HMO

Mandatory licensing criteria regarding Houses in Multiple Occupation (HMOs)

On the 1st of October 2018, Mandatory licensing criteria regarding Houses in Multiple Occupation (HMOs) comes into effect across all local authorities in England and there is also new Selective Licensing affecting some, but not all local authorities.

Three key changes across all local authorities

  1. Altered definition of a HMOAny property occupied by five (or more people) forming two (or more) households who also share facilities such as the kitchen or bathroom, regardless of the number of storeys is now subject to the new licensing criteria. Previously a HMO license only applied to properties of three or more storeys and now the license would apply to a family of four living with a friend in a bungalow. A household is either a single person or members of the same family who live together. A family includes people who are: – married or living together – including people in same sex relationships – relatives or half relatives, for example grandparents, aunts, uncles, siblings – step parents and step children If you currently have a HMO license under the current definition, this will continue until the license expires.
  2. Regulation 2 introduces minimum room size for sleepingMinimum 4.64 square meters (for a child under 10) Minimum 6.51 square meters (for a single adult) Minimum 10.22 square meters (for an adult couple/pair) Any room where the ceiling height is less than 1.5 meters cannot be used as for sleeping.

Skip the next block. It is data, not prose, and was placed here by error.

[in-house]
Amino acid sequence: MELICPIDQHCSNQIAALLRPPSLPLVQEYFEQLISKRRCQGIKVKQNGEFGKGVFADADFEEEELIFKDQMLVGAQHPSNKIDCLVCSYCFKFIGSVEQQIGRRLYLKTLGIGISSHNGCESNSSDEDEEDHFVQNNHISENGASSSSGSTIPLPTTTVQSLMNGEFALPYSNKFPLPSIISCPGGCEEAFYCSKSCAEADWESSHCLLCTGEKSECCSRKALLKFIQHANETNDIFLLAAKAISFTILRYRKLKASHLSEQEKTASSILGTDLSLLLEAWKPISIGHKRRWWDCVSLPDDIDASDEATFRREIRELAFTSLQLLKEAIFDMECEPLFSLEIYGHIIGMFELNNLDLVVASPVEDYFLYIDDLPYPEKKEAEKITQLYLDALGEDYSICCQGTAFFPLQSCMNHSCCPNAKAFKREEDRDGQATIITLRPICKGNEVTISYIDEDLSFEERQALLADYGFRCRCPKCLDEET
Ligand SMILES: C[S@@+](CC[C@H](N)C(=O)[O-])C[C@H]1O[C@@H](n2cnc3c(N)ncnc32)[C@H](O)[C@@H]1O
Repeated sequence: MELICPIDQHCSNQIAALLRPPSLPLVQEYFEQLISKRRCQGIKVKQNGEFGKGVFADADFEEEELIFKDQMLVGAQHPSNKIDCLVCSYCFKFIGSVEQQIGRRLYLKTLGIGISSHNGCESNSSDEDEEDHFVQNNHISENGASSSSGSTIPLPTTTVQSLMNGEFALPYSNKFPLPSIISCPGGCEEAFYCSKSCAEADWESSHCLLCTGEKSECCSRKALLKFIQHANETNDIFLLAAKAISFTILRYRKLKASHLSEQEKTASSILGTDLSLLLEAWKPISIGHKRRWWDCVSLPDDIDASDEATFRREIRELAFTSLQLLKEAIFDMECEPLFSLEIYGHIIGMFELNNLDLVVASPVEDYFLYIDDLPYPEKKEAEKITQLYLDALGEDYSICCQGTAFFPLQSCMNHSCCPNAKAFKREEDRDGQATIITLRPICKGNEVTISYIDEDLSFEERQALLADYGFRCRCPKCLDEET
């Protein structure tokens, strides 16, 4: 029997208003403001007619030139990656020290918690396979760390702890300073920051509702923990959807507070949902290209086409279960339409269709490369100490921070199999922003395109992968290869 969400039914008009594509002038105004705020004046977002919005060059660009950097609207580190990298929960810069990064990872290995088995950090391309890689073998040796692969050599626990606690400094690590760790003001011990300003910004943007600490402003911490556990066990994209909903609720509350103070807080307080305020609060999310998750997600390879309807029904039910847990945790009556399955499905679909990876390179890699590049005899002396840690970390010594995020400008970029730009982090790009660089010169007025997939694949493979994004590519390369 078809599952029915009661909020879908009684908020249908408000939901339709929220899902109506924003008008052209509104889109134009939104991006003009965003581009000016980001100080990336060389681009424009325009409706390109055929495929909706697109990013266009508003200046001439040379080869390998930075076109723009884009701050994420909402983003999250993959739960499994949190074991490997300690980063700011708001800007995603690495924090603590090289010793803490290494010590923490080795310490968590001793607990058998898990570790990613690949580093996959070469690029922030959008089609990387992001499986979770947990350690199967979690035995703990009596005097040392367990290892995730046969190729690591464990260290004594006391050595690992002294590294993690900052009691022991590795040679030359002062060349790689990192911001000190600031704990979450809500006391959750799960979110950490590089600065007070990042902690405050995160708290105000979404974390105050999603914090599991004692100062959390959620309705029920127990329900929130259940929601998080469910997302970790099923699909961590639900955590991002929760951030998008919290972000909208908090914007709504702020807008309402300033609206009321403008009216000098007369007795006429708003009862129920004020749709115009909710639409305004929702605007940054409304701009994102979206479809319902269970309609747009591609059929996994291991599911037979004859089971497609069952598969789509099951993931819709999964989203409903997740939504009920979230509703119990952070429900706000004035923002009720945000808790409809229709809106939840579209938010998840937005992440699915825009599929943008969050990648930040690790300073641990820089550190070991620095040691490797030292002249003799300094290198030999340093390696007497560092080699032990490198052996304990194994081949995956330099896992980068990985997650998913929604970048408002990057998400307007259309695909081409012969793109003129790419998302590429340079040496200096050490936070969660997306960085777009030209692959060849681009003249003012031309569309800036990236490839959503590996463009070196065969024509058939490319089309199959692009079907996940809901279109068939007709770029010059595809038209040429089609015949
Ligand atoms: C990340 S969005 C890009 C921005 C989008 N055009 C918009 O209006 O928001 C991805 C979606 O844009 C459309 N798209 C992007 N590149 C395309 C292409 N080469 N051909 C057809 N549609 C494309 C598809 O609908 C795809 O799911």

3. Waste / Refuse disposal in accordance with the relevant local authority schemeIncluded in the new HMO Licensing criteria will be the requirement to comply with whatever the relevant local authority’s scheme is for the storage space provided for and / or the disposal of any domestic refuse.

What if I have a local authority selective license already?

If you have a current selective license, and the size of the tenancy group – five (or more) people forming two (or more) households does mean your property would be included in the new HMO legislation, you will need to contact your local authority and discuss your options such as a variation of your existing license to meet the new HMO regulations.

What happens if I do not apply by 01 October 2018 and my property falls into the new Mandatory HMO criteria?

All offenses are open to a fine of up to £30,000.

You will not be exposed to any of these penalties if you contact your local authority and access the licensing section of their website and start your application process. A number of local authorities have an interactive website where you can enter your address and postcode to check if you are in a selective licensing area.

If you are looking to sell or let your property, get in touch today to see how we can help.

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